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Search tags: The-Shawshank-Redemption
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review 2016-01-09 00:19
The Shawshank Redemption - Stephen King,Frank Muller

I'm a little embarrassed to admit this is the very first work of Stephen King's I've read. More embarrassing since my family lives in Maine, which is also his home state. I'm not much of a horror person, so I chose this classic instead. And it was great! What are your favorite King novels? And what would you recommend for someone not particularly drawn to his horror stories?

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review 2015-06-02 12:44
Strong characters and great plot.
Life or Death - Michael Robotham

Thanks to the publishers for providing me a free copy through Net Galley.

This novel’s tagline is The Shawshank Redemption meets No Country for Old Men and it is fairly accurate.

Audey Palmer escapes prison the day before he was due to be released, and everybody, including the inmates of the prison, wonder, why? This question propels the novel where Robottam makes a skilful use of third person point of view that alternates between a large cast of characters, but they are all so distinct that the reader never loses track.

From Audey, whose memories are slowly uncovered, to a diminutive but feisty FBI female agent, Moss, the prisoner of the next cell and a deeper character than at first appears, a sheriff hell bent on revenge, we get to see things from their perspective, whilst at the same time we’re not shown the whole story until the very end. The pieces fall into place eventually, and although we might have our suspicions, it fits in beautifully. Considering the times and the stories in the news, unfortunately the truth behind the case does not feel like a huge stretch of the imagination.

Audey is a survivor against all odds but at the same time has an uncanny talent for being in the wrong place at the wrong time. When asked about it, he comments that he must have broken a mirror and found a horseshoe in the same day. There are many coincidences throughout the plot, but then life is full of them and there is an internal logic to the characters and the story that pulls it all together. Audey has something of the tragic hero as fate seems heavily stacked against him but he never gives up. And those on his side seem to grow in stature by coming in contact with him.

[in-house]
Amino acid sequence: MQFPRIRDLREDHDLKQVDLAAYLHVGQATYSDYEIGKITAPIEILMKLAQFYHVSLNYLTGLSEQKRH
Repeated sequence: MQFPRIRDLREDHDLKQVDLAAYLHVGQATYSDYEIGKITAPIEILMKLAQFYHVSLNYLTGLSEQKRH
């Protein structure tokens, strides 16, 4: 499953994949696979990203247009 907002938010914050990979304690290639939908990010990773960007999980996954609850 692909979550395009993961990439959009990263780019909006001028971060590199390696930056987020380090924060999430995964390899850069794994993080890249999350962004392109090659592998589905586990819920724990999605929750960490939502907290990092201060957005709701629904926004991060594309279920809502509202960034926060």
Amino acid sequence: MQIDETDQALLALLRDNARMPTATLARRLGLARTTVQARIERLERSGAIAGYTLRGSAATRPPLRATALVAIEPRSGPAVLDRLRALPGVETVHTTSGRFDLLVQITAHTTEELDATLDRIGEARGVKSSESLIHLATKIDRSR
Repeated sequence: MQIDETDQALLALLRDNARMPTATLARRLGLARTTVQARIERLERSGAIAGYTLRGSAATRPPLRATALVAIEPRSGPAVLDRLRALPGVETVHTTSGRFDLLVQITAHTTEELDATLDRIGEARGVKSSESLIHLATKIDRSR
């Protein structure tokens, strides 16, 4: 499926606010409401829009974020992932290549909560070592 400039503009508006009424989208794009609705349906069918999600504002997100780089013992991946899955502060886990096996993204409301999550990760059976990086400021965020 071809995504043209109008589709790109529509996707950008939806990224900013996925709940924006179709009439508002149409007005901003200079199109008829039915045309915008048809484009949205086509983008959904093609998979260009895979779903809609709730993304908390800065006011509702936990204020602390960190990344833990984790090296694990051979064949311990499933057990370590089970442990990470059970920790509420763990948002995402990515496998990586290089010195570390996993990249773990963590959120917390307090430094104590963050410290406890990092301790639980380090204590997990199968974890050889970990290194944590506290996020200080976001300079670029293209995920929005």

The style of the novel is easy to read, well-paced and at the same time beautifully written, with some gems of insight and style. I also loved the dry sense of humour and the pathos. The plot and the story keeps us engaged, but the level of writing and the skill lift it above the humdrum standard thriller. This novel will work equally for people who enjoy complex characters and those who prefer an action filled adventure. A great book.

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review 2015-01-19 15:53
The Shawshank Redemption by Stephen King
The Shawshank Redemption: The Shooting Script - Frank Darabont,Stephen King

This book was captivating in every sense! I haven't read much by Stephen King but after this i am looking forward to read more. He writes amazingly. This story is presented in such realistic way that its hard to make out whether it’s a fiction or a thing which actually happened. The  whole story is set inside a prison. The story is told to us from Red's POV a convicted prisoner who narates the story of one of his interesting inmate Andy. Andy is a banker who is locked up inside for a crime he never commited. Red tries to explains each and every move of Andy, the way he conducts himself in the jail and he even tries to tell what goes inside his mind but it isn't easy to assume what goes inside humans mind, is it?

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text 2014-12-03 09:37
Reading progress update: I've read 109 out of 560 pages.